Title: Covert Advertising Psychology through Confirmation Bias Length: 698 words (body); 65 cpl
Author: Dorian Greer Email: editor(at)seducingthebuyer.com
Category: Marketing / Advertising / Psychology Copyright 2005
Web Address: http://www.SeducingTheBuyer.com Blog Address: http://www.SeducingTheBuyer.com/MT/
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Covert Advertising Psychology through Confirmation Bias by Dorian Greer
Confirmation bias is a tool of choice for covert influence. It's agreeable, it's easy to use, and can motivate smartest of people to believe in weirdest of things.
WARNING: This article gives an example of confirmation bias used to make otherwise intelligent people believe impossible things. The example chosen is based on pervasiveness, to make point obvious, but some might be offended. Publishers beware - example MAY adversely affect some of your audience.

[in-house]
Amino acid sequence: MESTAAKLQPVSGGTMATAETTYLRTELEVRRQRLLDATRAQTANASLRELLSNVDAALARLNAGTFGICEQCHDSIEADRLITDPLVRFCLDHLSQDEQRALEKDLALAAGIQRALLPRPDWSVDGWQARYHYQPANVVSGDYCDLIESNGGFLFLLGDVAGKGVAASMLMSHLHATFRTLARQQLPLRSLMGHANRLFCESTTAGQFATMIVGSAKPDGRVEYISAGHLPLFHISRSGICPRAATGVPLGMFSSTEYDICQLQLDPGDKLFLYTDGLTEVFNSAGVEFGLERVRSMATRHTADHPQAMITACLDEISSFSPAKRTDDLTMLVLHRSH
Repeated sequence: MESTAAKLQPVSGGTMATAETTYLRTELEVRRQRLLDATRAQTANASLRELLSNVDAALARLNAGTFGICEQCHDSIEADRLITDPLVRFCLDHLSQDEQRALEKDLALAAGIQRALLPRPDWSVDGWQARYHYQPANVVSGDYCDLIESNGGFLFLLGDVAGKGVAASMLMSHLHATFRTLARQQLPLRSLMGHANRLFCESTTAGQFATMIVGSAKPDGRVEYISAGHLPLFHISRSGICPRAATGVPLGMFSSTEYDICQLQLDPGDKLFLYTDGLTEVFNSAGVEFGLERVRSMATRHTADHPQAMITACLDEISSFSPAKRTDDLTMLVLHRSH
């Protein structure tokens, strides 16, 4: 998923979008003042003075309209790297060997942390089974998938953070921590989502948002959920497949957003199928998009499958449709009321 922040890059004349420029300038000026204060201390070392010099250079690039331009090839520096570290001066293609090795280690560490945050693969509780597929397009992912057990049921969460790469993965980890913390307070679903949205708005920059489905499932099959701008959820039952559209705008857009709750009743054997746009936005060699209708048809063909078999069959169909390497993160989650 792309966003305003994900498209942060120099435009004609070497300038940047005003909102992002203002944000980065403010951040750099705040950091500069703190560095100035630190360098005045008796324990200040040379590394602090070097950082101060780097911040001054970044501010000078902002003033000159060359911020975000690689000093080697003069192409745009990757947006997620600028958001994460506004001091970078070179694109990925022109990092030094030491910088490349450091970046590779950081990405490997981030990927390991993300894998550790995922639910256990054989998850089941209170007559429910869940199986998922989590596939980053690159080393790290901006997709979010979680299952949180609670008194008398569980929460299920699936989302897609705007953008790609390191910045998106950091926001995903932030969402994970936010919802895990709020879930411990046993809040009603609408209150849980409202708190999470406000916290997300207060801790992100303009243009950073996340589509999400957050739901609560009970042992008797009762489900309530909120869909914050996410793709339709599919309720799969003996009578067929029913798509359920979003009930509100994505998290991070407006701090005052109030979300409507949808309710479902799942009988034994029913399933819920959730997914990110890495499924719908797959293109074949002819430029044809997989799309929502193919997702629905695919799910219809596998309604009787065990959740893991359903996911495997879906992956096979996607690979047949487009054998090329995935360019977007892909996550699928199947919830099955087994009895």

What is Confirmation Bias?
"Confirmation bias refers to a type of selective thinking whereby one tends to notice and to look for what confirms one's beliefs, and to ignore, not look for, or undervalue relevance of what contradicts one's beliefs."
This simple yet profound definition is why prejudice won't die, why smart people believe weird things, and why facts seldom (if ever) change a strong belief.
Reinforcing Factually Untrue
The feedback loop created by selective thinking is classic hypnotic methodology. Confirmation bias is thus a way of "pacing one's self" into a state of hypnotic belief.
When used in advertising, confirmation bias is pacing of choice, for raw hypnotic influence.
To wit: The more one absorbs information that agrees with what they already believe, contrary evidence holds less and less value. This is why a person can be "talked" into a hypnotic belief system that is contrary to real world.
Try these examples by answering each question TRUTHFULLY:
1. Does Santa Clause really exist, (led by flying reindeer)? 2. Is our moon made of Swiss cheese? 3. Can snakes talk? 4. Have you ever witnessed magic flying carpets, or a real genie? 5. Do horses fly (Pegasus)?
Now notice that none of these have any factual basis as being true. But they all exist in fantasy, make-believe worlds.
The trick in hypnotic process is to confuse believer into merging make-believe with real. And this can be done through confirmation bias!